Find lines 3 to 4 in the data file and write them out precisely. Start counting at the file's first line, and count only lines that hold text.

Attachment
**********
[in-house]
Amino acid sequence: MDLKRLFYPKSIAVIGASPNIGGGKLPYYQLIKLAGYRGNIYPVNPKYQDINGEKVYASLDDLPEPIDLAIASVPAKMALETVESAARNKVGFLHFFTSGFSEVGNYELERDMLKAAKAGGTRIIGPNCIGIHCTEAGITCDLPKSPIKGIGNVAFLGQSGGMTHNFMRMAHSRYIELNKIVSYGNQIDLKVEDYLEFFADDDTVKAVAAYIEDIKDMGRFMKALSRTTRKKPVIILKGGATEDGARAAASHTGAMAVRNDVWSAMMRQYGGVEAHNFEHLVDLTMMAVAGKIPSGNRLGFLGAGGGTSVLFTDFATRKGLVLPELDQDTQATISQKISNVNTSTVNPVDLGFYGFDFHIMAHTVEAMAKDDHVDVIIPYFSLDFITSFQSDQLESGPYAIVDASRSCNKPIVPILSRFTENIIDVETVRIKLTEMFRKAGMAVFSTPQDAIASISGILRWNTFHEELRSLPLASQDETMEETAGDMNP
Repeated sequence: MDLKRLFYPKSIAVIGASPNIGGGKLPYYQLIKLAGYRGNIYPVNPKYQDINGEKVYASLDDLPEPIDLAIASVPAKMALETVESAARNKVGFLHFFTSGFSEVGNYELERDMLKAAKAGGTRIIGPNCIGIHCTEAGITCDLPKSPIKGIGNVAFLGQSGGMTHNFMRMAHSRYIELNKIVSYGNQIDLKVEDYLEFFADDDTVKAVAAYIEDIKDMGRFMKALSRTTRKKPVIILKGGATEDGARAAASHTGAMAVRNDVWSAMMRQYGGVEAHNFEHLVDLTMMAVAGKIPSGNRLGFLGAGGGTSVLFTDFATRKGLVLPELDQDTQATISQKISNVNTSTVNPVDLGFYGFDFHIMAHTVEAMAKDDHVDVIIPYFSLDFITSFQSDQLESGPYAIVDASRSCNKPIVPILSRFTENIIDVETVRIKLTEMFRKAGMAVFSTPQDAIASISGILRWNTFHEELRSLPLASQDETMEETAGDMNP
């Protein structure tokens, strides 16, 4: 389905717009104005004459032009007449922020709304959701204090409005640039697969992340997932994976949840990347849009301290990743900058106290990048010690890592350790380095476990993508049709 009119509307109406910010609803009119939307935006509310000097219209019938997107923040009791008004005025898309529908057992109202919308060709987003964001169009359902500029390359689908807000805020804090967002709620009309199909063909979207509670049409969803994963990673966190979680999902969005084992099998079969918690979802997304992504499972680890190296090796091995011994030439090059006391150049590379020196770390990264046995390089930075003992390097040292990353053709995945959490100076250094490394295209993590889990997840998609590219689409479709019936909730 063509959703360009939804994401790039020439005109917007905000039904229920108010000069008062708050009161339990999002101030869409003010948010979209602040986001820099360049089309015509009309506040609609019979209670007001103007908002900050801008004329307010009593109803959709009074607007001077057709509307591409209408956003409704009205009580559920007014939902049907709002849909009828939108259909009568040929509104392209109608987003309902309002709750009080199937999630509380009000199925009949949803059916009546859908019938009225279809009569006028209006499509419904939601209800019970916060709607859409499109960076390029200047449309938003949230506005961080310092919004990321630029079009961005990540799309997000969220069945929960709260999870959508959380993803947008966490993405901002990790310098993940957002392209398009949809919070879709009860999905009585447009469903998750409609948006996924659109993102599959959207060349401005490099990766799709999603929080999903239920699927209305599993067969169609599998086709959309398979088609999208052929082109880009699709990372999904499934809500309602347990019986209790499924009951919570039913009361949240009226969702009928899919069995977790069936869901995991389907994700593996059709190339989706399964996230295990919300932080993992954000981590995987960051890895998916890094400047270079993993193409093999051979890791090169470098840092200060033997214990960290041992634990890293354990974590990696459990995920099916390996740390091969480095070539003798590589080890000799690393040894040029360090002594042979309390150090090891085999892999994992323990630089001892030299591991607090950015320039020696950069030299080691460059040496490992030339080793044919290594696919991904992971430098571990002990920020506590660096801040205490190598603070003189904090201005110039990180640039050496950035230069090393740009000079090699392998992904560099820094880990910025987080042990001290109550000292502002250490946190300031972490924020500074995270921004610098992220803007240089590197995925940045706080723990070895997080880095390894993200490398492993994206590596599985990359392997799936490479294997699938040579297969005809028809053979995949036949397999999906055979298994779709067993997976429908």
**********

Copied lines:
Repeated sequence: MDLKRLFYPKSIAVIGASPNIGGGKLPYYQLIKLAGYRGNIYPVNPKYQDINGEKVYASLDDLPEPIDLAIASVPAKMALETVESAARNKVGFLHFFTSGFSEVGNYELERDMLKAAKAGGTRIIGPNCIGIHCTEAGITCDLPKSPIKGIGNVAFLGQSGGMTHNFMRMAHSRYIELNKIVSYGNQIDLKVEDYLEFFADDDTVKAVAAYIEDIKDMGRFMKALSRTTRKKPVIILKGGATEDGARAAASHTGAMAVRNDVWSAMMRQYGGVEAHNFEHLVDLTMMAVAGKIPSGNRLGFLGAGGGTSVLFTDFATRKGLVLPELDQDTQATISQKISNVNTSTVNPVDLGFYGFDFHIMAHTVEAMAKDDHVDVIIPYFSLDFITSFQSDQLESGPYAIVDASRSCNKPIVPILSRFTENIIDVETVRIKLTEMFRKAGMAVFSTPQDAIASISGILRWNTFHEELRSLPLASQDETMEETAGDMNP
């Protein structure tokens, strides 16, 4: 389905717009104005004459032009007449922020709304959701204090409005640039697969992340997932994976949840990347849009301290990743900058106290990048010690890592350790380095476990993508049709 009119509307109406910010609803009119939307935006509310000097219209019938997107923040009791008004005025898309529908057992109202919308060709987003964001169009359902500029390359689908807000805020804090967002709620009309199909063909979207509670049409969803994963990673966190979680999902969005084992099998079969918690979802997304992504499972680890190296090796091995011994030439090059006391150049590379020196770390990264046995390089930075003992390097040292990353053709995945959490100076250094490394295209993590889990997840998609590219689409479709019936909730 063509959703360009939804994401790039020439005109917007905000039904229920108010000069008062708050009161339990999002101030869409003010948010979209602040986001820099360049089309015509009309506040609609019979209670007001103007908002900050801008004329307010009593109803959709009074607007001077057709509307591409209408956003409704009205009580559920007014939902049907709002849909009828939108259909009568040929509104392209109608987003309902309002709750009080199937999630509380009000199925009949949803059916009546859908019938009225279809009569006028209006499509419904939601209800019970916060709607859409499109960076390029200047449309938003949230506005961080310092919004990321630029079009961005990540799309997000969220069945929960709260999870959508959380993803947008966490993405901002990790310098993940957002392209398009949809919070879709009860999905009585447009469903998750409609948006996924659109993102599959959207060349401005490099990766799709999603929080999903239920699927209305599993067969169609599998086709959309398979088609999208052929082109880009699709990372999904499934809500309602347990019986209790499924009951919570039913009361949240009226969702009928899919069995977790069936869901995991389907994700593996059709190339989706399964996230295990919300932080993992954000981590995987960051890895998916890094400047270079993993193409093999051979890791090169470098840092200060033997214990960290041992634990890293354990974590990696459990995920099916390996740390091969480095070539003798590589080890000799690393040894040029360090002594042979309390150090090891085999892999994992323990630089001892030299591991607090950015320039020696950069030299080691460059040496490992030339080793044919290594696919991904992971430098571990002990920020506590660096801040205490190598603070003189904090201005110039990180640039050496950035230069090393740009000079090699392998992904560099820094880990910025987080042990001290109550000292502002250490946190300031972490924020500074995270921004610098992220803007240089590197995925940045706080723990070895997080880095390894993200490398492993994206590596599985990359392997799936490479294997699938040579297969005809028809053979995949036949397999999906055979298994779709067993997976429908």